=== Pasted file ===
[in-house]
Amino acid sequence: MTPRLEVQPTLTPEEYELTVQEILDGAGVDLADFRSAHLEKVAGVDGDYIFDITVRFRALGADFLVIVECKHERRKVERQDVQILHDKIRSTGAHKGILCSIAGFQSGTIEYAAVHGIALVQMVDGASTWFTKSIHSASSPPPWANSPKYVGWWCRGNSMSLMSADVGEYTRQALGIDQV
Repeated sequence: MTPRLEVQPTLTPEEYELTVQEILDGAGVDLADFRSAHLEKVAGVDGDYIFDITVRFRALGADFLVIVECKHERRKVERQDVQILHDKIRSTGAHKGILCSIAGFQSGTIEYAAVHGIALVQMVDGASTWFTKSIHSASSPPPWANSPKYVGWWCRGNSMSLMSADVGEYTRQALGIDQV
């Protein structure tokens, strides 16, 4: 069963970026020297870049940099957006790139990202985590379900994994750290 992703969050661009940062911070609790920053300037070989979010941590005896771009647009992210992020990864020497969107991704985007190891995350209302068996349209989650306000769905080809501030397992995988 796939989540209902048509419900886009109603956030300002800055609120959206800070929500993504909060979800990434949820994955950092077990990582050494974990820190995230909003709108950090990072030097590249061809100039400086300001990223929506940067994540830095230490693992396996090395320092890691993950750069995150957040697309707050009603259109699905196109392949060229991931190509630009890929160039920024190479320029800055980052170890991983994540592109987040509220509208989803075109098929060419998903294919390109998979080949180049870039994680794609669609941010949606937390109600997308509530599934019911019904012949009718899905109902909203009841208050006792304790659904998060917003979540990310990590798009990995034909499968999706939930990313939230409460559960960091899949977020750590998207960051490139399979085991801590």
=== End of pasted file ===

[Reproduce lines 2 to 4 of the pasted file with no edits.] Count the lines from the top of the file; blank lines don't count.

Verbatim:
Amino acid sequence: MTPRLEVQPTLTPEEYELTVQEILDGAGVDLADFRSAHLEKVAGVDGDYIFDITVRFRALGADFLVIVECKHERRKVERQDVQILHDKIRSTGAHKGILCSIAGFQSGTIEYAAVHGIALVQMVDGASTWFTKSIHSASSPPPWANSPKYVGWWCRGNSMSLMSADVGEYTRQALGIDQV
Repeated sequence: MTPRLEVQPTLTPEEYELTVQEILDGAGVDLADFRSAHLEKVAGVDGDYIFDITVRFRALGADFLVIVECKHERRKVERQDVQILHDKIRSTGAHKGILCSIAGFQSGTIEYAAVHGIALVQMVDGASTWFTKSIHSASSPPPWANSPKYVGWWCRGNSMSLMSADVGEYTRQALGIDQV
């Protein structure tokens, strides 16, 4: 069963970026020297870049940099957006790139990202985590379900994994750290 992703969050661009940062911070609790920053300037070989979010941590005896771009647009992210992020990864020497969107991704985007190891995350209302068996349209989650306000769905080809501030397992995988 796939989540209902048509419900886009109603956030300002800055609120959206800070929500993504909060979800990434949820994955950092077990990582050494974990820190995230909003709108950090990072030097590249061809100039400086300001990223929506940067994540830095230490693992396996090395320092890691993950750069995150957040697309707050009603259109699905196109392949060229991931190509630009890929160039920024190479320029800055980052170890991983994540592109987040509220509208989803075109098929060419998903294919390109998979080949180049870039994680794609669609941010949606937390109600997308509530599934019911019904012949009718899905109902909203009841208050006792304790659904998060917003979540990310990590798009990995034909499968999706939930990313939230409460559960960091899949977020750590998207960051490139399979085991801590």